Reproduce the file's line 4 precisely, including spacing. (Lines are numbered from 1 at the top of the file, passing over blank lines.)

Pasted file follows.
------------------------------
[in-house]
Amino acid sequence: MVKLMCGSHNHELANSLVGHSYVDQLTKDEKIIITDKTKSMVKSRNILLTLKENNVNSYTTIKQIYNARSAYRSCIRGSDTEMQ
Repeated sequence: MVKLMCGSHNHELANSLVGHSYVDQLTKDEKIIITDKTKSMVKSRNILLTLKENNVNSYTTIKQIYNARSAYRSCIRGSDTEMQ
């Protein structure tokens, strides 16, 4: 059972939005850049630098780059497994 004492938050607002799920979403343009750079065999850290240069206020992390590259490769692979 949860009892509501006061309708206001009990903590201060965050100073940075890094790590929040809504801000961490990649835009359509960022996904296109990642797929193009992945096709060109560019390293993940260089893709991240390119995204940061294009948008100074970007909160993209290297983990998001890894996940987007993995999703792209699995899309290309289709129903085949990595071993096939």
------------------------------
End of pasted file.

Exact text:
């Protein structure tokens, strides 16, 4: 059972939005850049630098780059497994 004492938050607002799920979403343009750079065999850290240069206020992390590259490769692979 949860009892509501006061309708206001009990903590201060965050100073940075890094790590929040809504801000961490990649835009359509960022996904296109990642797929193009992945096709060109560019390293993940260089893709991240390119995204940061294009948008100074970007909160993209290297983990998001890894996940987007993995999703792209699995899309290309289709129903085949990595071993096939």